Is fitness more fashionable than “fashion”?
They have dominated the shoe closet for years, but it seems that the high heel may now be out of step with women’s footwear demands. Indeed, new research from Mintel reveals that 37% of UK women who have bought footwear in the last year bought trainers, compared to 33% who bought shoes with a heel. Previously, trainers and high heels were toe to toe, as in 2015 35% of women bought trainers and 35% of women bought high heels equally.
Driving this trend are women aged 35 to 44. 48% of women in this age group bought trainers in the past year, compared to 30% of the same group who bought heels. Overall, flat shoes are still the most popular type of shoes purchased at 51%, with women’s flat boots (30%) and flat sandals (25%) following in fourth and fifth place after trainers and heels.
And it seems that the popularity of heels is falling flat in general as 59% of female footwear buyers prefer to wear flat shoes, compared to just 12% who prefer to wear high-heeled shoes.
Tamara Sender, Senior Fashion Analyst at Mintel, said:
“The UK sportswear market has seen strong growth in the last year and there has been a trend for consumers to integrate sports clothing into their daily wardrobes, meaning trainers have also become more popular among women, overtaking heels to become the second favourite item of footwear after flat shoes. Athletic footwear is increasingly being used for everyday non-sporting activities showing that trainers are now more likely to be used for non-sports use. Women aged 35 to 44 have become the main trainer buyers proving the trend is no longer limited to younger consumers.”
Does the step down for fashion signify a significant cultural shift?
Fashion tracks what we as a society aspire for our lifestyles to be. But could this subtle shift in footwear tell us more?
London’s nightclub scene has seen many significant closures of late and new research has revealed that annual admissions for the UK nightclubs industry has fallen by 23% in the past five years from 149 million in 2010 to just 115 million in 2015. Today, just 8% of Brits describe themselves as regular clubbers, while 15% consider themselves occasional clubbers and 12% describe themselves as infrequent clubbers with the main factors turning people off being price, crowding, aesthetics and crucially only around half finding music that they actually like.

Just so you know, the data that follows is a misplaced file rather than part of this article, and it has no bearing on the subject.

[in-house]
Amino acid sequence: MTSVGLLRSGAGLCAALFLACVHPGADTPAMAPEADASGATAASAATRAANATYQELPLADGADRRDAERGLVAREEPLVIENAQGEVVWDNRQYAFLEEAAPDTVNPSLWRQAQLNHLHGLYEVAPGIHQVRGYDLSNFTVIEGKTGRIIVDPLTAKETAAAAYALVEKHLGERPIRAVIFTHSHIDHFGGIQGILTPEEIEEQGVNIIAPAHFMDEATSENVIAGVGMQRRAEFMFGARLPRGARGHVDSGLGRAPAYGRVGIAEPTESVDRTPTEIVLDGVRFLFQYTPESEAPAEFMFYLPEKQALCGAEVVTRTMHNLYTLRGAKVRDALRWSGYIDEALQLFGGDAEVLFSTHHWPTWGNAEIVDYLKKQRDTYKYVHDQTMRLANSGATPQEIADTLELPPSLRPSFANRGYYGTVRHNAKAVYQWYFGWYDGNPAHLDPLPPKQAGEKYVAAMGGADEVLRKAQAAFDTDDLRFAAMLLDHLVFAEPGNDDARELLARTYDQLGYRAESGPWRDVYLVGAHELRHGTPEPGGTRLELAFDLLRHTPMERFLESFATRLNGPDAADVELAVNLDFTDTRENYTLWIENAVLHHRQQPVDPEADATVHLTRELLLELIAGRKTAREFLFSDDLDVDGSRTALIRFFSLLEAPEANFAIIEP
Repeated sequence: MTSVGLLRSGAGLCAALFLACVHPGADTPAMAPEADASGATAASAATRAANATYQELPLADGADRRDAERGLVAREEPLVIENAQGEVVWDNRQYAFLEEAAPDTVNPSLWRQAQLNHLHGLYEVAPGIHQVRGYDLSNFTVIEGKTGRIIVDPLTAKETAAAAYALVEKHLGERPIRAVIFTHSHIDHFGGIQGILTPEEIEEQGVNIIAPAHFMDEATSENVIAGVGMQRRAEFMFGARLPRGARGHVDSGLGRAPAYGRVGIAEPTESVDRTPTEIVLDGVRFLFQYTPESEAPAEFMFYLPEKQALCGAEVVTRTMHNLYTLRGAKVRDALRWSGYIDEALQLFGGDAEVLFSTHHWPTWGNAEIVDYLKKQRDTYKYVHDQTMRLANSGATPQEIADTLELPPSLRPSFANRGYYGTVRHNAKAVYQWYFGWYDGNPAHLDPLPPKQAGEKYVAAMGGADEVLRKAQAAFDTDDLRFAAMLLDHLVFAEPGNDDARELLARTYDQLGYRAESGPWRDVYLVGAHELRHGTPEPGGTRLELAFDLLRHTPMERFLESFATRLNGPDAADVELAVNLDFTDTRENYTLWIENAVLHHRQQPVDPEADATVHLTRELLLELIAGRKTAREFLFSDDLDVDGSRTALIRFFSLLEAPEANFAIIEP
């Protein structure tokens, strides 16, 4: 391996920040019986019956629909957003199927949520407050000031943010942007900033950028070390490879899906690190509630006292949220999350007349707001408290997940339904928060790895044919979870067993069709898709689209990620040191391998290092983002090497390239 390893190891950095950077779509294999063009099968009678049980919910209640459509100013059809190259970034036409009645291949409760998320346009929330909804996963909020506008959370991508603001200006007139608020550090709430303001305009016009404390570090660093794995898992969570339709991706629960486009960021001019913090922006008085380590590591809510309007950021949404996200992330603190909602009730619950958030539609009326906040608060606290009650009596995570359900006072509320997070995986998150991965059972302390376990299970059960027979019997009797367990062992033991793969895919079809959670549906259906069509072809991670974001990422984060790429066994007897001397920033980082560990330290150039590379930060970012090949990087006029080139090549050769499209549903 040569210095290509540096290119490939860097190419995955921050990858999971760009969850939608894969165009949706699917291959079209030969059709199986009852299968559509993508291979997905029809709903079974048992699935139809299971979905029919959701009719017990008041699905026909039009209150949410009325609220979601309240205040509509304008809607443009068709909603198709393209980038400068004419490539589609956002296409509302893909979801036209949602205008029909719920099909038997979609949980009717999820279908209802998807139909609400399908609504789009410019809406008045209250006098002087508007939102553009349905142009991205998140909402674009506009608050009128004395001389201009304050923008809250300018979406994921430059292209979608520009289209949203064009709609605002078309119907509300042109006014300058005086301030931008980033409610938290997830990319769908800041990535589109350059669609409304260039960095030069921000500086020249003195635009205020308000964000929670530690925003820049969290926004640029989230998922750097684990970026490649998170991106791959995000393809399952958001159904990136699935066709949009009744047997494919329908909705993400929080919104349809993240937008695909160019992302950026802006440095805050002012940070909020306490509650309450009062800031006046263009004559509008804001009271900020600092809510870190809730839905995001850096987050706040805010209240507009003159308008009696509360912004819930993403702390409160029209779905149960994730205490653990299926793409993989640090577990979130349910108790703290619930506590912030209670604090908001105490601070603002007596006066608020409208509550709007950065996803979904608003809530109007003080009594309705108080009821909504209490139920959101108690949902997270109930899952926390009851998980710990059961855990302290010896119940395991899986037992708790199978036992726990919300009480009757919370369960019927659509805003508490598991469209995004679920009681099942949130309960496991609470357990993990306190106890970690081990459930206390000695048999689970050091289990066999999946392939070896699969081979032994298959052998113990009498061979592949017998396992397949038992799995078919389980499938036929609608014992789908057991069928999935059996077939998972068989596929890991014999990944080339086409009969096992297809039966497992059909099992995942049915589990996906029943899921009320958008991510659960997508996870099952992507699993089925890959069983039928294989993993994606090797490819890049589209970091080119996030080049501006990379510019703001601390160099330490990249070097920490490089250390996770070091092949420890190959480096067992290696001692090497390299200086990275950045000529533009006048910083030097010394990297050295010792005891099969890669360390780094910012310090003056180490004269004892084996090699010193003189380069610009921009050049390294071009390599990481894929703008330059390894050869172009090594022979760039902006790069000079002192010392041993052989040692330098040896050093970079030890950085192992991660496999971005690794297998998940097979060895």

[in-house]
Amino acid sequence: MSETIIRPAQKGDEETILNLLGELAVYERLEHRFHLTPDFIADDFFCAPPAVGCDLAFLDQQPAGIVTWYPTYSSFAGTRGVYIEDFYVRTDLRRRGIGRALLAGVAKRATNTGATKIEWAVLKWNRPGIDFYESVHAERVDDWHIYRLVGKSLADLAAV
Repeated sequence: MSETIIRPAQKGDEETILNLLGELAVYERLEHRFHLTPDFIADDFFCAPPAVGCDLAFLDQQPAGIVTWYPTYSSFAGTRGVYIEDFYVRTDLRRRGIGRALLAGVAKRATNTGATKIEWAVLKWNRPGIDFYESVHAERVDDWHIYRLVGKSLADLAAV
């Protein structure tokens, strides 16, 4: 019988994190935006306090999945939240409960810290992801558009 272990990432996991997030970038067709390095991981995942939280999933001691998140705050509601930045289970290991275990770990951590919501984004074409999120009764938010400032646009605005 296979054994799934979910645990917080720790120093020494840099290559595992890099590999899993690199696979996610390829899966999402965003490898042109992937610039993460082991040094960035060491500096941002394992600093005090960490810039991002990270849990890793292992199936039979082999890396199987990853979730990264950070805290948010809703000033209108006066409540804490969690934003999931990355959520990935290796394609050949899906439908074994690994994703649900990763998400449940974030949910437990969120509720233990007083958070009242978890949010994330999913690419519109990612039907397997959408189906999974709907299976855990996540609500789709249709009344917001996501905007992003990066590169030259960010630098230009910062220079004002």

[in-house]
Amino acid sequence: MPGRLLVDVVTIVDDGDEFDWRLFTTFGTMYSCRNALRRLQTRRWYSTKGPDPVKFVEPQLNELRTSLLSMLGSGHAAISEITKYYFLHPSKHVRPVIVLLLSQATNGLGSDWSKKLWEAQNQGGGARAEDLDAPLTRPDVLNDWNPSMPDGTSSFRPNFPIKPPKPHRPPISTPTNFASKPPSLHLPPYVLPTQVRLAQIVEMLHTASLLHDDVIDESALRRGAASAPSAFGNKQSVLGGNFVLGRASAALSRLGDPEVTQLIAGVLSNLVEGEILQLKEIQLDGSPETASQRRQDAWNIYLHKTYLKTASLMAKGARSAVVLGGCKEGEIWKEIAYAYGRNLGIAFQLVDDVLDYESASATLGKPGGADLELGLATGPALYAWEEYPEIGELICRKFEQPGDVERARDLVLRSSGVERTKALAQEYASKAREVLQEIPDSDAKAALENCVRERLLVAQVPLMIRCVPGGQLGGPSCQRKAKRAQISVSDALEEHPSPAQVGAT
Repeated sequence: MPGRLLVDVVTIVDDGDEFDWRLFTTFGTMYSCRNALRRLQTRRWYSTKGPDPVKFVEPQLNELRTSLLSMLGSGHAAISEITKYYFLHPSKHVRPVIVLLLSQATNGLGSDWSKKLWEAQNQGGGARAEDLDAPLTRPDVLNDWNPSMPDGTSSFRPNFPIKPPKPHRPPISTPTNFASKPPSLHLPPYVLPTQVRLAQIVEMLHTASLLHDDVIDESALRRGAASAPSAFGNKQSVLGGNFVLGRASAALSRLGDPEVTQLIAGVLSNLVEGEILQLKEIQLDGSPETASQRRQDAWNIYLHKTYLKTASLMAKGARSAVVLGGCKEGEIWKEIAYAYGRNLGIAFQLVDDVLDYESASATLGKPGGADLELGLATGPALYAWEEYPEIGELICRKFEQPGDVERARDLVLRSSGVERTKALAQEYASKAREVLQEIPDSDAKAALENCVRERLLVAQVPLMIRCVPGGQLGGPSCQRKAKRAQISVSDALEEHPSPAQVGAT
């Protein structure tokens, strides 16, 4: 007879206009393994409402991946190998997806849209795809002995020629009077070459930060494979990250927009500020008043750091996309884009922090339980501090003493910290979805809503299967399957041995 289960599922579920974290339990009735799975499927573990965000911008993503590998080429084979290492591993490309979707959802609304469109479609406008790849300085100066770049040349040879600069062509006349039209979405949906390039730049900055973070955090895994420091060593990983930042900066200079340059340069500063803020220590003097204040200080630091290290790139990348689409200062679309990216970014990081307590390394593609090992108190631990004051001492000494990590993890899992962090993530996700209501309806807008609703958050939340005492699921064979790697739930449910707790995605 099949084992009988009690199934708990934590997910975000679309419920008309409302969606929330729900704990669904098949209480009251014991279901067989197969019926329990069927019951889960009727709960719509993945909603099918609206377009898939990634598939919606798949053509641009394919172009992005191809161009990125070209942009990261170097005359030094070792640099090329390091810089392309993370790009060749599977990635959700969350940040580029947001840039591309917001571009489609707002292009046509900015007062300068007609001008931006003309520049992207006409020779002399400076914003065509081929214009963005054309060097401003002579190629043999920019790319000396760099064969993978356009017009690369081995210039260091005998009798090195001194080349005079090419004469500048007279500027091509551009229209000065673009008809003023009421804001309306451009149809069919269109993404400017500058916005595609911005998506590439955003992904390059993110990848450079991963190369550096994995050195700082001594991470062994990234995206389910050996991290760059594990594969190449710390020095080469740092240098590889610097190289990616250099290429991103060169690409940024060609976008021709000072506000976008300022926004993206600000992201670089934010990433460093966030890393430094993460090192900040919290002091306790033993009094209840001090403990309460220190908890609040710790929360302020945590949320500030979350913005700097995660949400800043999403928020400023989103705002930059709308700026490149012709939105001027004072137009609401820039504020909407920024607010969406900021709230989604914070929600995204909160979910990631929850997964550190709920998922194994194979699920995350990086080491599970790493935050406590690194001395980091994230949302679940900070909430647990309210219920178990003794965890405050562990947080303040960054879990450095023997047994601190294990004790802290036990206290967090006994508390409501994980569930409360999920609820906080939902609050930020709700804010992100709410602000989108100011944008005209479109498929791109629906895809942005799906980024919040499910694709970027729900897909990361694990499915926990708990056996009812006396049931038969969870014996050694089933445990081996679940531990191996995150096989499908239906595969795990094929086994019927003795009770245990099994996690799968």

As UK nightclubs appear to be in decline, its gyms and fitness industry is on a steady rise. Does this shift indicate that we now view attending gyms and involvement in fitness as more aspirational and therefore more “fashionable” than clubbing? The two experiences are certainly comparable in that they can both be expensive and there is a high chance of being exposed to corny dance music that nobody seems to like. Where they differ is that our view of the club experience is often tinged with a sense of cynicism, sneering at drug and alcohol abuse as juvenile or reckless, whilst the fitness or gym selfie captured doing the latest workout trend in premium workout gear is the very token of modern aspiration.
It is therefore understandable that we may be starting view gym wear in higher regard than we do traditional fashions? Sports brands like Nike, Adidas, Lululemon and Under Armour, not to mention their high fashion spin-offs like Y3 are back at the core of fashion across the board, as those held in the highest esteem are no longer the reckless rockstars of the MTV generation, but rather fit and successful go-getters of the “fit-spiration” generation. And let’s face it – who wouldn’t take sore thighs and a protein shack over a hangover and a hole in your wallet?